In a letter dated Nov. 23, 2010, Mr. Rahman reported to Bin Laden that the remaining $3 million had been received and that Mr. Farahi had been released.

The C.I.A., meanwhile, continued dropping off bags of cash — ranging each time from a few hundred thousand dollars to more than $1 million — at the presidential palace every month until last year, when Mr. Karzai stepped down.

The money was used to buy the loyalty of warlords, legislators and other prominent — and potentially troublesome — Afghans, helping the palace finance a vast patronage network that secured Mr. Karzai’s power base. It was also used to cover expenses that needed to be kept off the books, such as clandestine diplomatic trips, and for more mundane costs, including rent payments for the guesthouses where some senior officials lived.

The cash flow has slowed since a new president, Ashraf Ghani, assumed office in September, Afghan officials said, refusing to elaborate. But they added that cash was still coming in, and that it was not clear how robust any current American constraints on it are.

“It’s cash,” said a former Afghan security official. “Once it’s at the palace, they can’t do a thing about how it gets spent.”

February 5, 2015

Moussaoui Testified Saudi Princes is Backer of Al Qaeda and Planned to Shoot Down AF1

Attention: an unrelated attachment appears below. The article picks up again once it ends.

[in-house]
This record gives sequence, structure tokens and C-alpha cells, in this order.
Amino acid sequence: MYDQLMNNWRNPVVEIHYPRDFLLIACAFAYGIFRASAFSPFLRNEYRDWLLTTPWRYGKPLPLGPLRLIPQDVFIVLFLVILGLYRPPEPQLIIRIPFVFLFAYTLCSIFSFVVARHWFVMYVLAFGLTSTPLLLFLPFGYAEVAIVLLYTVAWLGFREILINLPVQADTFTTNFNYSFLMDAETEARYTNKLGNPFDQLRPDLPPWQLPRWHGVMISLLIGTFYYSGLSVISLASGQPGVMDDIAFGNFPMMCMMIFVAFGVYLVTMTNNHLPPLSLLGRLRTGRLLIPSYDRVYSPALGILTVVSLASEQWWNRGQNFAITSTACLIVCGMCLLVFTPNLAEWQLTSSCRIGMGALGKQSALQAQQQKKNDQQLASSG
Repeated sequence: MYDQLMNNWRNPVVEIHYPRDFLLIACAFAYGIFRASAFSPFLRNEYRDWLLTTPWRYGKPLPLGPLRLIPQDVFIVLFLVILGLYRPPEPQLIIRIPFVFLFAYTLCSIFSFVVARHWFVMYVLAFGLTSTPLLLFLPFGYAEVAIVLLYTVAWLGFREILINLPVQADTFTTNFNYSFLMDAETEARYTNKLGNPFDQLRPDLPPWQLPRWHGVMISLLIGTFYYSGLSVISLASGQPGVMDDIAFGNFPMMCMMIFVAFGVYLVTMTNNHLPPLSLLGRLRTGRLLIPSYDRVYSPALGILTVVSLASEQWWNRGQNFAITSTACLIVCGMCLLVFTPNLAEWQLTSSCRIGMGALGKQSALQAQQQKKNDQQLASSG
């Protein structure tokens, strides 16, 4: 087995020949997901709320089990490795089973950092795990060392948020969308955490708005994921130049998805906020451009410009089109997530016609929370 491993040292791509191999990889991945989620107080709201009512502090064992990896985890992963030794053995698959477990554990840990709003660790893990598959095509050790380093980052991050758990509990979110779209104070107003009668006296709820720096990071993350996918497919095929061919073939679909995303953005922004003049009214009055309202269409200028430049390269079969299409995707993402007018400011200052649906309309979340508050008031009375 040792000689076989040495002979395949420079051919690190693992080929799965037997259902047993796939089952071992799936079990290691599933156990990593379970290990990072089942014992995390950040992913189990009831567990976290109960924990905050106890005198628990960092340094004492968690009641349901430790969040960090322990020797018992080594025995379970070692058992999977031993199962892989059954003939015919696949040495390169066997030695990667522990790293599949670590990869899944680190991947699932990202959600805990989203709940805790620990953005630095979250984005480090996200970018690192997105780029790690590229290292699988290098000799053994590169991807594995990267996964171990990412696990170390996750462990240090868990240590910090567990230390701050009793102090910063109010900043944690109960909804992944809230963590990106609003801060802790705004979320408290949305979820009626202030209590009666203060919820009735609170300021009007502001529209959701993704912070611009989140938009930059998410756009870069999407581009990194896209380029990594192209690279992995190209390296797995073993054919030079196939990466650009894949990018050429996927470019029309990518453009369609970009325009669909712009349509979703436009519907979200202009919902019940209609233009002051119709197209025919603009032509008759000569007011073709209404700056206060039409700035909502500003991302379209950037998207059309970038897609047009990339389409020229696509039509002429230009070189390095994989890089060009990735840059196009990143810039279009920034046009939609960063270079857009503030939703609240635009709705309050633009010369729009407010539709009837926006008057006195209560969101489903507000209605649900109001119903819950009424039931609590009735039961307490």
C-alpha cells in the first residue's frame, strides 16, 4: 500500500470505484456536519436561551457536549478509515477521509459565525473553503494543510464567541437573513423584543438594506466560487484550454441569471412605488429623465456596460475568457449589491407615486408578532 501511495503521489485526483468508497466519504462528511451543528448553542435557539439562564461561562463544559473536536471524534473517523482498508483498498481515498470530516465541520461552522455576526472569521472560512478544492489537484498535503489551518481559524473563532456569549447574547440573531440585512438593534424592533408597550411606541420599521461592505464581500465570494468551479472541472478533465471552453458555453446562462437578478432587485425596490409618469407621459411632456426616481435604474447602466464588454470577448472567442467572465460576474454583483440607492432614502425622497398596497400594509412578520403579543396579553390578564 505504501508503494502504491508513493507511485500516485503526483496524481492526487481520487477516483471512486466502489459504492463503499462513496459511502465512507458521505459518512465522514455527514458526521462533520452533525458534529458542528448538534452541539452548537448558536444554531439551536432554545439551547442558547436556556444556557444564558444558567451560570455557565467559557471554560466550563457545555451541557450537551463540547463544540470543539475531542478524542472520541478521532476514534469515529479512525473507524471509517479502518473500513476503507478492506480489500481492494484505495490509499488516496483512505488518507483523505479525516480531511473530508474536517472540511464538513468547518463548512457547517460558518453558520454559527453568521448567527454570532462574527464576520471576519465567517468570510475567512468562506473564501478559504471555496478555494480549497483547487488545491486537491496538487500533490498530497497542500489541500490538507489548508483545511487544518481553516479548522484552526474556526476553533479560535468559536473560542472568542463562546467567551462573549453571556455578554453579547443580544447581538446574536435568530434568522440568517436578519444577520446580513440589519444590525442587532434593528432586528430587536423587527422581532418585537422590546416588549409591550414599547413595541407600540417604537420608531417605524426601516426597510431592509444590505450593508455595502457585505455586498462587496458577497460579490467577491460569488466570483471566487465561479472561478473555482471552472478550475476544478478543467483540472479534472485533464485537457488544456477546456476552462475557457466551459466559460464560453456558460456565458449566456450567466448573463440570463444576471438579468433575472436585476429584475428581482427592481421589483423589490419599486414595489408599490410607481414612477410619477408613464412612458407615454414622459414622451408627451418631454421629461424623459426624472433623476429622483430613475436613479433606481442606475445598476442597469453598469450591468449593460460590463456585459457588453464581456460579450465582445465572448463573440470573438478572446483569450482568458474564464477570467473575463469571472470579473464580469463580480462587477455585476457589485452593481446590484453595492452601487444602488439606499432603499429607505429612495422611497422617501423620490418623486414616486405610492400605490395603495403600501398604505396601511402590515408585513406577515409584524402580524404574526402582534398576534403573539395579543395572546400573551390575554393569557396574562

In highly unusual testimony inside the federal supermax prison, a former operative for Al Qaeda has described prominent members of Saudi Arabia’s royal family as major donors to the terrorist network in the late 1990s and claimed that he discussed a plan to shoot down Air Force One with a Stinger missile with a staff member at the Saudi Embassy in Washington.

The Qaeda member, Zacarias Moussaoui, wrote last year to Judge George B. Daniels of United States District Court for the Southern District of New York, who is presiding over a lawsuit filed against Saudi Arabia by relatives of those killed in the Sept. 11, 2001, terrorist attacks. He said he wanted to testify in the case, and after lengthy negotiations with Justice Department officials and the federal Bureau of Prisons, a team of lawyers was permitted to enter the prison and question him for two days last October. 

In a statement Monday night, the Saudi Embassy said that the national Sept. 11 commission had rejected allegations that the Saudi government or Saudi officials had funded Al Qaeda.
“Moussaoui is a deranged criminal whose own lawyers presented evidence that he was mentally incompetent,” the statement said. “His words have no credibility.”

Mr. Moussaoui received a diagnosis of mental illness by a psychologist who testified on his behalf, but he was found competent to stand trial on terrorism charges. He was sentenced to life in prison in 2006 and is held in the most secure prison in the federal system, in Florence, Colo. Mr. Moussaoui’s accusations could not be verified.

The allegations from Mr. Moussaoui come at a sensitive time in Saudi-American relations, less than two weeks after the death of the country’s longtime monarch, King Abdullah, and the succession of a half-brother, King Salman.

There has often been tension between Saudi leaders and the Obama administration since the Arab uprisings of 2011 and the efforts to manage the region’s resulting turmoil. Mr. Moussaoui describes meeting in Saudi Arabia with Salman, then a prince, and other Saudi royals while delivering them letters from Osama bin Laden.